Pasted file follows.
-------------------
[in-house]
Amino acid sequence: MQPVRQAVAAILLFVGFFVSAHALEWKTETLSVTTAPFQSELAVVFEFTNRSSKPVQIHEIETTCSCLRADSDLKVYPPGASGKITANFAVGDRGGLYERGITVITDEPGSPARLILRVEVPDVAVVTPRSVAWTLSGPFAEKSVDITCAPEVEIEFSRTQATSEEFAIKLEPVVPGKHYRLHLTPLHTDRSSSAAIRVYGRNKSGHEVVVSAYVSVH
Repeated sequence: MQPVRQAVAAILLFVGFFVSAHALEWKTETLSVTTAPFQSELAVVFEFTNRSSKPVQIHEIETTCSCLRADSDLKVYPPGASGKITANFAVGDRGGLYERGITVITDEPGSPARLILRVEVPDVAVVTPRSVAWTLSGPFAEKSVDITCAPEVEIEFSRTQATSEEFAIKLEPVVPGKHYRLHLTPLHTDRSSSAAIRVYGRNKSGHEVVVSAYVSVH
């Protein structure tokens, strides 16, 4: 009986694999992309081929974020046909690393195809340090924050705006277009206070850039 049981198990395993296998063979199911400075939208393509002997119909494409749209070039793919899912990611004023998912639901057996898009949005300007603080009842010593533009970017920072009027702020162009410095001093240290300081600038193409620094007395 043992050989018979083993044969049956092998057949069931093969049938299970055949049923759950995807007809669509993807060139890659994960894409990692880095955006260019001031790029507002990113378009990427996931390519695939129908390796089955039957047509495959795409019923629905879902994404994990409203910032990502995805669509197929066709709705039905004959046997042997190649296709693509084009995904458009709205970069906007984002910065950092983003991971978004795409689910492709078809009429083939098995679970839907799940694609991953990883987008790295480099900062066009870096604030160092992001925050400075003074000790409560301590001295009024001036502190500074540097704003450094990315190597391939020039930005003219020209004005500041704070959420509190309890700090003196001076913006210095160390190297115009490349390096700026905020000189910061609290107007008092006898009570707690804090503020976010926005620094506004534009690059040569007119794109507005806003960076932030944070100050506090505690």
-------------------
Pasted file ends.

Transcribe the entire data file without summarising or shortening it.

[in-house]
Amino acid sequence: MQPVRQAVAAILLFVGFFVSAHALEWKTETLSVTTAPFQSELAVVFEFTNRSSKPVQIHEIETTCSCLRADSDLKVYPPGASGKITANFAVGDRGGLYERGITVITDEPGSPARLILRVEVPDVAVVTPRSVAWTLSGPFAEKSVDITCAPEVEIEFSRTQATSEEFAIKLEPVVPGKHYRLHLTPLHTDRSSSAAIRVYGRNKSGHEVVVSAYVSVH
Repeated sequence: MQPVRQAVAAILLFVGFFVSAHALEWKTETLSVTTAPFQSELAVVFEFTNRSSKPVQIHEIETTCSCLRADSDLKVYPPGASGKITANFAVGDRGGLYERGITVITDEPGSPARLILRVEVPDVAVVTPRSVAWTLSGPFAEKSVDITCAPEVEIEFSRTQATSEEFAIKLEPVVPGKHYRLHLTPLHTDRSSSAAIRVYGRNKSGHEVVVSAYVSVH
């Protein structure tokens, strides 16, 4: 009986694999992309081929974020046909690393195809340090924050705006277009206070850039 049981198990395993296998063979199911400075939208393509002997119909494409749209070039793919899912990611004023998912639901057996898009949005300007603080009842010593533009970017920072009027702020162009410095001093240290300081600038193409620094007395 043992050989018979083993044969049956092998057949069931093969049938299970055949049923759950995807007809669509993807060139890659994960894409990692880095955006260019001031790029507002990113378009990427996931390519695939129908390796089955039957047509495959795409019923629905879902994404994990409203910032990502995805669509197929066709709705039905004959046997042997190649296709693509084009995904458009709205970069906007984002910065950092983003991971978004795409689910492709078809009429083939098995679970839907799940694609991953990883987008790295480099900062066009870096604030160092992001925050400075003074000790409560301590001295009024001036502190500074540097704003450094990315190597391939020039930005003219020209004005500041704070959420509190309890700090003196001076913006210095160390190297115009490349390096700026905020000189910061609290107007008092006898009570707690804090503020976010926005620094506004534009690059040569007119794109507005806003960076932030944070100050506090505690």